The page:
Finding Your Inner Fish: A 198 Page Journey Through the Origin of the Human Body

Is it possible that all terrestrial life be descended from a particular type of fish that lived 375 million years ago in the late Denovian Period? This question is the heart of Niel Shubin’s Your Inner Fish, in which Shubin argues that a fish that seems to be a halfway point between fish and Tetrapod, Tiktaalik, is indeed the “missing link” -so to speak- between fish and terrestrial animals. Welcome to the wonderful world of Paleontology.

Your Inner Fish is divided into eleven chapters, with each functioning as a self-contained guide to the evolutionary path of a specific part of the human body, save for the first and last chapters. In the first chapter of Your Inner Fish Shubin establishes the rules of the book by introducing the reader to several things: himself and his world, the core argument of this novel, to Tiktaalik, and to the approach this novel will take to conveying Shubin’s argument. Conversely, the final chapter acts as a capstone to the novel by presenting the idea that all living things are connected in one way or another by Evolution. The remaining nine chapters each focus on their respective elements of human anatomy, which are as follows: hands/wrists/arms, genes, teeth, the head, body plans, bodies, our sense of smell, vision, and ears.

The presentation of the central argument is not what I was expecting when I checked the novel out from the library; although, I was pleasantly surprised by how Shubin interweaves various facts that support his argument within the anecdotes that comprise each chapter. Had the discovery of Tiktaalik and the idea that it is one of our earliest ancestors been presented in a different way, such as how many of the papers and articles that comprise science’s primary literature are presented, the chapter could easily have become boring and quickly would have lost the reader’s attention. Through the presentation and language choice that Shubin utilizes in this novel, he makes the information readily available and easily accessible to people with even a high school biology class level understanding of Evolution.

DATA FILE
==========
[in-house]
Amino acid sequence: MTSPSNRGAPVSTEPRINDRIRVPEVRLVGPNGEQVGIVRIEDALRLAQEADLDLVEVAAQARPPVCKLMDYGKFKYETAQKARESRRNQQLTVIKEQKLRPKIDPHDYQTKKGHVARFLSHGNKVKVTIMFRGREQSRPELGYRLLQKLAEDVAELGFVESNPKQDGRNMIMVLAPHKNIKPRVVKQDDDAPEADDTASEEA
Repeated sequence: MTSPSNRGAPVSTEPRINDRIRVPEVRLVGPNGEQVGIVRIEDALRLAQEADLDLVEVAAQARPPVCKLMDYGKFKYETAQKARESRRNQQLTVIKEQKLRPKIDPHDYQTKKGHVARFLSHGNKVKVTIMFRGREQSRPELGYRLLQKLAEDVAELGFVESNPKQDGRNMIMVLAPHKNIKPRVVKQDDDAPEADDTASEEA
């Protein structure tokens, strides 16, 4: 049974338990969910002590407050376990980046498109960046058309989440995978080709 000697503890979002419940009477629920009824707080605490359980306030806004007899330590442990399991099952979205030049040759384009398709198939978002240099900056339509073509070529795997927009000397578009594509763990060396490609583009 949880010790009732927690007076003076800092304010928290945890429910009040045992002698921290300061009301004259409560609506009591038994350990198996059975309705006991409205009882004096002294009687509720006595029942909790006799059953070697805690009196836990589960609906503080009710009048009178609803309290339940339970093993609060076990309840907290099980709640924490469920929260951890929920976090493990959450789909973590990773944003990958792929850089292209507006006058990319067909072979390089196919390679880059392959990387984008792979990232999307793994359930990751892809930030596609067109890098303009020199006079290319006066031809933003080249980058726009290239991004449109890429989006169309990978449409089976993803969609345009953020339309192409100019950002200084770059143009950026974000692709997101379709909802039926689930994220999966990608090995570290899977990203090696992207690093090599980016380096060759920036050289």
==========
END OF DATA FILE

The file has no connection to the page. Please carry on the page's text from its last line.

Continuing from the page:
Now that I’ve waxed poetic about the presentation of Your Inner Fish‘s central argument, let’s talk about how that argument is presented. Shubin deftly intersperses his life experiences, such as his excursions to the Arctic and the discovery of Tiktaalik with the facts that he uses to support his claim. Shubin wisely avoids the overuse of technical jargon that would alienate potential readers, instead opting to adopt a more conversational presentation, as though Shubin is speaking directly to the reader and thanks to the addition of a small dash of humor it never becomes dry or uninteresting. Additionally, throughout Your Inner Fish, Shubin includes a number of graphics that complement the text by providing easily understandable visual representations of many of the concepts that are discussed within the book.

Overall, I really enjoyed the experience of reading Your Inner Fish, Shubin does a great job making the subject matter easily accessible to his audience, and keeps it from being boring by presenting his argument and supporting information in a way that feels conversational. I feel like I learned a lot about the evolutionary path of the human body and why it functions and is laid out the way that it is. I would strongly recommend this book to people who want to learn more about the evolutionary history of humans but would like to have the information presented in an engaging manner or don’t want to slog through the primary literature.  I do wish that Shubin had delved further into the human relationship with fish other than Tiktaalik, as well as any other animals that we share a lineage with. However, I can also understand why Shubin elected to not include these subjects, as they may have made the book feel bogged down or overly long, as it’s relative shortness and swift pacing are two of its best features.

Justin’s Review: 5/5.